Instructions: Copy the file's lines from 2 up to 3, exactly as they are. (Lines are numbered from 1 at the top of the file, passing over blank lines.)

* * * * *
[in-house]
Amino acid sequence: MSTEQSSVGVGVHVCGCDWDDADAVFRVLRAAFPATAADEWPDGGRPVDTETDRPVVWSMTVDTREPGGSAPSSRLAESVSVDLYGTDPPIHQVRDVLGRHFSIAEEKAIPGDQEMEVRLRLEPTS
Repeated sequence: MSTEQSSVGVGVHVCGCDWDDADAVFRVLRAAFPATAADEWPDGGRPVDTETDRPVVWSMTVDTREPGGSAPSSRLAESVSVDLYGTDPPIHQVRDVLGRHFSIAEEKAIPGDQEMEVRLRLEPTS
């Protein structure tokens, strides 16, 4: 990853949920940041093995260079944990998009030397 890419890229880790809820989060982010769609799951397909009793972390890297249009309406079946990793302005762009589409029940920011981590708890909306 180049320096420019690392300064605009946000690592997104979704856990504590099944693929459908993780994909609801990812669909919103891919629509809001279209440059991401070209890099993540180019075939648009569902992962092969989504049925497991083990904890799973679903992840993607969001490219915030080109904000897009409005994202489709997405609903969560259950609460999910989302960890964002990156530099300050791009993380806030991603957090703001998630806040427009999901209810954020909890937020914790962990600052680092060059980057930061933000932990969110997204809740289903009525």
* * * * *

Amino acid sequence: MSTEQSSVGVGVHVCGCDWDDADAVFRVLRAAFPATAADEWPDGGRPVDTETDRPVVWSMTVDTREPGGSAPSSRLAESVSVDLYGTDPPIHQVRDVLGRHFSIAEEKAIPGDQEMEVRLRLEPTS
Repeated sequence: MSTEQSSVGVGVHVCGCDWDDADAVFRVLRAAFPATAADEWPDGGRPVDTETDRPVVWSMTVDTREPGGSAPSSRLAESVSVDLYGTDPPIHQVRDVLGRHFSIAEEKAIPGDQEMEVRLRLEPTS